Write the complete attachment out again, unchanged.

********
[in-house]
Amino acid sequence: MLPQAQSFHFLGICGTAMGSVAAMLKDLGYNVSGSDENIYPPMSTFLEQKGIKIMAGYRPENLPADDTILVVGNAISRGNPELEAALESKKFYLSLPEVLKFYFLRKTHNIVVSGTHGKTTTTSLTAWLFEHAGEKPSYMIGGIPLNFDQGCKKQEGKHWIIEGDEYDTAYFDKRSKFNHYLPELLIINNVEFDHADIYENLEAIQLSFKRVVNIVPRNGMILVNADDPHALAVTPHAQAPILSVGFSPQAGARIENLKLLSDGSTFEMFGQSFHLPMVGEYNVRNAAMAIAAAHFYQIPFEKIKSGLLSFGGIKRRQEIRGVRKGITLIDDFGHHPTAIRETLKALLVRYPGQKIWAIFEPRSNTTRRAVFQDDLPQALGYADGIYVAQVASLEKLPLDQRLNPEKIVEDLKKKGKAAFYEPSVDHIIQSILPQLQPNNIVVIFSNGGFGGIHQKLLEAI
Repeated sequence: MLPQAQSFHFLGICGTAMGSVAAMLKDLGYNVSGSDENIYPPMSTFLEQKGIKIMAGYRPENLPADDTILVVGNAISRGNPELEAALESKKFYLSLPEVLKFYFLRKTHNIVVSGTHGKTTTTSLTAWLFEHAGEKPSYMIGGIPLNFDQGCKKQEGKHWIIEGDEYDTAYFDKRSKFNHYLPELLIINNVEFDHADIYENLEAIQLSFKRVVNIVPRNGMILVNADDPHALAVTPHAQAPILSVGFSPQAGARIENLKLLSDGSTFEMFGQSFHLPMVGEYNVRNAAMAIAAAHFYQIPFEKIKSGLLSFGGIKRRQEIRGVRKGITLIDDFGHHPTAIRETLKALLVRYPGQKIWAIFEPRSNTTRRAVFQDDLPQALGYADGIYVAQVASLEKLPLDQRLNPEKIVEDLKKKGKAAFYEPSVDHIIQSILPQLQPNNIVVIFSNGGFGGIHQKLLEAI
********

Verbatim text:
[in-house]
Amino acid sequence: MLPQAQSFHFLGICGTAMGSVAAMLKDLGYNVSGSDENIYPPMSTFLEQKGIKIMAGYRPENLPADDTILVVGNAISRGNPELEAALESKKFYLSLPEVLKFYFLRKTHNIVVSGTHGKTTTTSLTAWLFEHAGEKPSYMIGGIPLNFDQGCKKQEGKHWIIEGDEYDTAYFDKRSKFNHYLPELLIINNVEFDHADIYENLEAIQLSFKRVVNIVPRNGMILVNADDPHALAVTPHAQAPILSVGFSPQAGARIENLKLLSDGSTFEMFGQSFHLPMVGEYNVRNAAMAIAAAHFYQIPFEKIKSGLLSFGGIKRRQEIRGVRKGITLIDDFGHHPTAIRETLKALLVRYPGQKIWAIFEPRSNTTRRAVFQDDLPQALGYADGIYVAQVASLEKLPLDQRLNPEKIVEDLKKKGKAAFYEPSVDHIIQSILPQLQPNNIVVIFSNGGFGGIHQKLLEAI
Repeated sequence: MLPQAQSFHFLGICGTAMGSVAAMLKDLGYNVSGSDENIYPPMSTFLEQKGIKIMAGYRPENLPADDTILVVGNAISRGNPELEAALESKKFYLSLPEVLKFYFLRKTHNIVVSGTHGKTTTTSLTAWLFEHAGEKPSYMIGGIPLNFDQGCKKQEGKHWIIEGDEYDTAYFDKRSKFNHYLPELLIINNVEFDHADIYENLEAIQLSFKRVVNIVPRNGMILVNADDPHALAVTPHAQAPILSVGFSPQAGARIENLKLLSDGSTFEMFGQSFHLPMVGEYNVRNAAMAIAAAHFYQIPFEKIKSGLLSFGGIKRRQEIRGVRKGITLIDDFGHHPTAIRETLKALLVRYPGQKIWAIFEPRSNTTRRAVFQDDLPQALGYADGIYVAQVASLEKLPLDQRLNPEKIVEDLKKKGKAAFYEPSVDHIIQSILPQLQPNNIVVIFSNGGFGGIHQKLLEAI